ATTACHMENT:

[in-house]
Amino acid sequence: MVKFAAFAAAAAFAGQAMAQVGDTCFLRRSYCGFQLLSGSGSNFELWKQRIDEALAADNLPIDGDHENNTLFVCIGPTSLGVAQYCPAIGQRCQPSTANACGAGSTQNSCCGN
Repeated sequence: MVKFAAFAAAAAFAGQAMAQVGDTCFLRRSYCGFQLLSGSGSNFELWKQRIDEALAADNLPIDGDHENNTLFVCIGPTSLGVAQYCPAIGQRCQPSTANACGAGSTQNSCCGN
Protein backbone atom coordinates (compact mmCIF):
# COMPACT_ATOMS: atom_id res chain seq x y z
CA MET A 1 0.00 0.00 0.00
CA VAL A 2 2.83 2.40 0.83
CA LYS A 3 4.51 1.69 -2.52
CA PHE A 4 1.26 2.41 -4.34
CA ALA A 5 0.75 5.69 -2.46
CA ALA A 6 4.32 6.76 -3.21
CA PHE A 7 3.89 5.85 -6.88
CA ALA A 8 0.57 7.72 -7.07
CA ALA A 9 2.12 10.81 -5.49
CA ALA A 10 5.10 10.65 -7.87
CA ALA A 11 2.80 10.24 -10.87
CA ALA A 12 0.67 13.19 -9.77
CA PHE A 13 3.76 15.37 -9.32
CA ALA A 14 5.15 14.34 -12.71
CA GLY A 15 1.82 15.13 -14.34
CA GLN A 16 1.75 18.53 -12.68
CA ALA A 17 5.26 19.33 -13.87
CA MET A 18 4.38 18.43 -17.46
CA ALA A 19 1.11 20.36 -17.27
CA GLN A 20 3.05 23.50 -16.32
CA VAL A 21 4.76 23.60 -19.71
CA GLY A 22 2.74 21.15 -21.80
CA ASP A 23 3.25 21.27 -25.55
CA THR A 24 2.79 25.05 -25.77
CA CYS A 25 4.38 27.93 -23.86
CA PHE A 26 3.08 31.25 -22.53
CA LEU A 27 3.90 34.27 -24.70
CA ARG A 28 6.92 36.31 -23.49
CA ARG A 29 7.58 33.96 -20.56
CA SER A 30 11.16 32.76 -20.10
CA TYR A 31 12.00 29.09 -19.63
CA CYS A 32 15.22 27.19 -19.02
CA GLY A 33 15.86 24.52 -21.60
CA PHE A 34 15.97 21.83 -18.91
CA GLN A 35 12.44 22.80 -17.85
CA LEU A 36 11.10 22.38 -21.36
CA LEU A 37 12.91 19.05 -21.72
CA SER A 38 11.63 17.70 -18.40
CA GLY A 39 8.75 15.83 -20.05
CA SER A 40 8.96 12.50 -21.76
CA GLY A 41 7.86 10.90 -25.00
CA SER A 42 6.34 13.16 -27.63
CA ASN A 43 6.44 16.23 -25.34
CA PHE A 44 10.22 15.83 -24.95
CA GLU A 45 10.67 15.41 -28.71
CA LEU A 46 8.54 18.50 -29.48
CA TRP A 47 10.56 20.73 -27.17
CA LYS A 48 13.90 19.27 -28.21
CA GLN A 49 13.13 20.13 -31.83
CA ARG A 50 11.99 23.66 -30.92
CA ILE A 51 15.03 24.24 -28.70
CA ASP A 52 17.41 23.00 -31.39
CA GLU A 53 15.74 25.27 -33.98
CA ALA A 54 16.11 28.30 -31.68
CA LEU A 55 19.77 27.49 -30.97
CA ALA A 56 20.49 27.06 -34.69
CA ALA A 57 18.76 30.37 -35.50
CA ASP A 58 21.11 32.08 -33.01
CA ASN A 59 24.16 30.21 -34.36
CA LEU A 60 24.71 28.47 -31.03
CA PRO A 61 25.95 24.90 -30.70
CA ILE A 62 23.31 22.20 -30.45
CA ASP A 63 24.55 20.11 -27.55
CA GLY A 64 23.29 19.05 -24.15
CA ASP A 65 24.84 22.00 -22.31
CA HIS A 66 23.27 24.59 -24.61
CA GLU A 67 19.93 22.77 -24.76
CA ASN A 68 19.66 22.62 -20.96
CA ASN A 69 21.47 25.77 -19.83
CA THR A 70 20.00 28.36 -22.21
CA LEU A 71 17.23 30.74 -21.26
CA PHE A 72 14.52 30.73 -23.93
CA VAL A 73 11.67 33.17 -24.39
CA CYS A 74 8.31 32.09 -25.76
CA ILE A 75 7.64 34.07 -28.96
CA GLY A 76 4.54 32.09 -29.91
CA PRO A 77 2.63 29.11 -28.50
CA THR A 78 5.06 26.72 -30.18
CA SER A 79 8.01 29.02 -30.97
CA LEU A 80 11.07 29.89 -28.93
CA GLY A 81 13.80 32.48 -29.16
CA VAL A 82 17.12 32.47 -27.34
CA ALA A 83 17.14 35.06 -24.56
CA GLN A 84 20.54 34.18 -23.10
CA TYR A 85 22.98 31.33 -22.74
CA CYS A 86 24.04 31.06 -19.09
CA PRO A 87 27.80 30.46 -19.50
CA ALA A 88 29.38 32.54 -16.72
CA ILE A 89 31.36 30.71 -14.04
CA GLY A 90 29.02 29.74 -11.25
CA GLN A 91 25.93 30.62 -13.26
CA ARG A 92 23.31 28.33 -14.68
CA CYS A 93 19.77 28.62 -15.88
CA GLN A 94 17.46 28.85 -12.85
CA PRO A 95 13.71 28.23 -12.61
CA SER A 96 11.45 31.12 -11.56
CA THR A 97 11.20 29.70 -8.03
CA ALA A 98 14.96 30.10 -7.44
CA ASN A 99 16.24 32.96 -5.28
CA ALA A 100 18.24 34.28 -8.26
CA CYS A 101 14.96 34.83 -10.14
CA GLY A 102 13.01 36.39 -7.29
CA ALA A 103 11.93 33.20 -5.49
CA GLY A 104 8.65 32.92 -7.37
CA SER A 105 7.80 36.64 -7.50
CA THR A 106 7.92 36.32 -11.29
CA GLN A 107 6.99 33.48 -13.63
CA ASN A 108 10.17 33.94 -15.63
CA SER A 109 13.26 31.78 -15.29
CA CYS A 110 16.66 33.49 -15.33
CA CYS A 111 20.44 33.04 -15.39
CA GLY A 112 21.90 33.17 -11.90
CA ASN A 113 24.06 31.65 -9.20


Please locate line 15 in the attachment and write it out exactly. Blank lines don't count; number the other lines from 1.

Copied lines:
CA ALA A 10 5.10 10.65 -7.87